17 percent of Harvard’s graduating class admits to cheating in academics
- Figures come from a survey of graduating seniors conducted by the official campus newspaper.
- The school has a newly adopted honor code that will go into effect this fall.
- Harvard was involved in a major cheating scandal in 2012, in which nearly half of a government class was investigated for cheating on a take-home final.
Seventeen percent of Harvard University’s graduating class admitted that they had cheated in academics during their time at the school, according to a survey conducted by the campus newspaper.
Seniors’ evaluations of other students suggest that the actual number may be much higher.
On average, those surveyed guessed that “53 percent of their peers had cheated on a homework assignment, 32 percent on a paper or take-home exam, and 14 percent on an in-class exam.”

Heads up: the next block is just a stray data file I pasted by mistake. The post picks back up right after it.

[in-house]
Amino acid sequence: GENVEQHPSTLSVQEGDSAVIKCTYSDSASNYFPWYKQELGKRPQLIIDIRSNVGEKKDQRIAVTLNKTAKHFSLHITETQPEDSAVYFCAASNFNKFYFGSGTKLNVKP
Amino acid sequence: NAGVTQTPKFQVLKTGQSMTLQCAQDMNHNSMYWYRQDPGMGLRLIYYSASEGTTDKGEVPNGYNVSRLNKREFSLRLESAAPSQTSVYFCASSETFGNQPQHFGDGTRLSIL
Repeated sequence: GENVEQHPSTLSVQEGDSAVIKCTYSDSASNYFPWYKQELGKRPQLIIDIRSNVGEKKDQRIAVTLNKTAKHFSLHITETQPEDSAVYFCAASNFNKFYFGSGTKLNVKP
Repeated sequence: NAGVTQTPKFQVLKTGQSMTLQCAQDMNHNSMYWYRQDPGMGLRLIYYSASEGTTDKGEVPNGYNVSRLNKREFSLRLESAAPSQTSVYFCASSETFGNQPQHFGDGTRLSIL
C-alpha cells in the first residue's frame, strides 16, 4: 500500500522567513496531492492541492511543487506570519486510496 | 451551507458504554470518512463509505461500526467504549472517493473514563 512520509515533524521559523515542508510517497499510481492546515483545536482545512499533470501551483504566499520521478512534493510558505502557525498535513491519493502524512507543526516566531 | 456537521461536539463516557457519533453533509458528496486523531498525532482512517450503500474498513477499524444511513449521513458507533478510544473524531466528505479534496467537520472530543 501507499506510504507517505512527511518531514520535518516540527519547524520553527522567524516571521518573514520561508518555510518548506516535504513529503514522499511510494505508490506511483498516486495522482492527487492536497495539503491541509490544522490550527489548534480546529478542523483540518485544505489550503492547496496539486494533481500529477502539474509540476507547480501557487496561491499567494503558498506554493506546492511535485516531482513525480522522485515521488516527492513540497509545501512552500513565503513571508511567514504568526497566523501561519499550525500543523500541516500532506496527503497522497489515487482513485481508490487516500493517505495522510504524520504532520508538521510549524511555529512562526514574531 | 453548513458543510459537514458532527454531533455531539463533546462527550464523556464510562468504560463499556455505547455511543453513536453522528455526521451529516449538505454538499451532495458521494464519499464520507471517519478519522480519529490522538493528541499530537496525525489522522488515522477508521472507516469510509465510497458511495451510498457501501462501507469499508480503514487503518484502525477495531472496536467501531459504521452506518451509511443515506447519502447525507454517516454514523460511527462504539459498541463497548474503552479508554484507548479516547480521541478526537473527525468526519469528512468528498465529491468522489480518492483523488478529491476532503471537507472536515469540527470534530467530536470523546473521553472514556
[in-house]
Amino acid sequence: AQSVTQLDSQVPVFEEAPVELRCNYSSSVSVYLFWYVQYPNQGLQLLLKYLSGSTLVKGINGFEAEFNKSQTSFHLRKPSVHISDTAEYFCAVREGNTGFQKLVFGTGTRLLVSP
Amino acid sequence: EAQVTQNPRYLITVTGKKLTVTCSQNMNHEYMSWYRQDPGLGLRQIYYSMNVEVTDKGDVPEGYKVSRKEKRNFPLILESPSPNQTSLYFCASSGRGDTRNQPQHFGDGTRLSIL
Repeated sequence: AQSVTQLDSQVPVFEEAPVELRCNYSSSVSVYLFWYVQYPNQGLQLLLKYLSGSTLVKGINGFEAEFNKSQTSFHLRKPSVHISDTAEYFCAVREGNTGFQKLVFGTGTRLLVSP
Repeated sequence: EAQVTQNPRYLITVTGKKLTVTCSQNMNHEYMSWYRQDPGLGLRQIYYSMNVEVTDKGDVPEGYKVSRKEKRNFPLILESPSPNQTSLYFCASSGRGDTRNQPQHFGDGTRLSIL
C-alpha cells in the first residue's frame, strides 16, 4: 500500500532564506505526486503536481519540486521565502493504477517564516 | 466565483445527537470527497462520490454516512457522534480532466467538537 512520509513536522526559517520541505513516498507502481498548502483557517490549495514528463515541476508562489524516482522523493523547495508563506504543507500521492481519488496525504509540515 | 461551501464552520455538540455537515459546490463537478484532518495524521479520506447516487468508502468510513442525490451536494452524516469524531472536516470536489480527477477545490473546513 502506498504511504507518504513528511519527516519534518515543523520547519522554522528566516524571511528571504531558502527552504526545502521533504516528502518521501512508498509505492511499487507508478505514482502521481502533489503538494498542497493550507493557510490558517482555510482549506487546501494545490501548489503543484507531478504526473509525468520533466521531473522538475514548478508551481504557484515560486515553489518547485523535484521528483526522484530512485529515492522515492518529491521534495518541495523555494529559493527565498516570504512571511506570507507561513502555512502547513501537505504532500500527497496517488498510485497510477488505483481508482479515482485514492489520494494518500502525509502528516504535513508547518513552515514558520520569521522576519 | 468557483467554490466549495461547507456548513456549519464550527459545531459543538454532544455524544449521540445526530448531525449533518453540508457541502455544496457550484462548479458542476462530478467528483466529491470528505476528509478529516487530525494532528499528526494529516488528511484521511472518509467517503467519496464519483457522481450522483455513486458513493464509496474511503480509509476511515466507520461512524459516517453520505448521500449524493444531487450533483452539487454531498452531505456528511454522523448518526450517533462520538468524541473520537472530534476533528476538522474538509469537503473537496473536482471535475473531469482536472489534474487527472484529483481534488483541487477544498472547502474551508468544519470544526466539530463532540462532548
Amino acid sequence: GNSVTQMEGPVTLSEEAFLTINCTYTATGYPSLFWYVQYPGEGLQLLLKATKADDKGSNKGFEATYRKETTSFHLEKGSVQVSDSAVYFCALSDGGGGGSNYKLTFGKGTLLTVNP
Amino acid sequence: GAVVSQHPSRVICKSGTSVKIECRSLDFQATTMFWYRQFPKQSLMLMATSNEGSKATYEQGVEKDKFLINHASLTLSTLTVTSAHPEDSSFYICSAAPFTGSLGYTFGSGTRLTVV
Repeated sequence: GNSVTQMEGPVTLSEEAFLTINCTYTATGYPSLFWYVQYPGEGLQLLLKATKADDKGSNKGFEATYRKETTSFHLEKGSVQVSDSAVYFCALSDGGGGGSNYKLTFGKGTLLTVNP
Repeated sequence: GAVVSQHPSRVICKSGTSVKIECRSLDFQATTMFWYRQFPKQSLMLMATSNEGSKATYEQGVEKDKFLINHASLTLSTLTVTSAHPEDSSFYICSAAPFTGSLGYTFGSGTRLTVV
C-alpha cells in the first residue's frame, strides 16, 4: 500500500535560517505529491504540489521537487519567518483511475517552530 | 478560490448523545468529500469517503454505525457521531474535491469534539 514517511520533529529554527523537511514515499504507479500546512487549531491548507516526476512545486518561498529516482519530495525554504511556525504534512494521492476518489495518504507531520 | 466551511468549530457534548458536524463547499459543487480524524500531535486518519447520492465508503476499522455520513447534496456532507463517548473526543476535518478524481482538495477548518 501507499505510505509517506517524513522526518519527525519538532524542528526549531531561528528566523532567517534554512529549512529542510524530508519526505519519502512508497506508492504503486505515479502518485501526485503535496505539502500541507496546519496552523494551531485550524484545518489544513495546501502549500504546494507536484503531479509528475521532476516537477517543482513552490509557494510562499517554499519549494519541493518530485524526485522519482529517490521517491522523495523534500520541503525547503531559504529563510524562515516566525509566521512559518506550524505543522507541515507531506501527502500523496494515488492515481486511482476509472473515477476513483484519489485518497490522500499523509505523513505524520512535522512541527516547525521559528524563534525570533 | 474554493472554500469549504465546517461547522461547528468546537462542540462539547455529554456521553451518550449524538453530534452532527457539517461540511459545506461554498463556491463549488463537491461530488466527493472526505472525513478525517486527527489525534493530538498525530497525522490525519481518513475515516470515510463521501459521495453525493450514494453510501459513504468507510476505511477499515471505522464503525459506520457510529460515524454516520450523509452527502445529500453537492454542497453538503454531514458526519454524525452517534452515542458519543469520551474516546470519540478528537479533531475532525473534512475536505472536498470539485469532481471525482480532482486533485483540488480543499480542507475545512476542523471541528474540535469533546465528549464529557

On May 6, the school adopted an undergraduate honor code—effective beginning next semester—but only 12 percent of students said they would have had a different “approach to integrity at Harvard” if the school had one.
Harvard was involved in a major cheating scandal in 2012, in which nearly half of the 279 students in the same government class were investigated for cheating on a take-home final.
Nearly half the 2014 class—758 students—responded to the annual survey, although some did not answer all of the questions.
The survey was conducted from May 13 through May 20, and also covered other topics; including drinking, sex and pornography.
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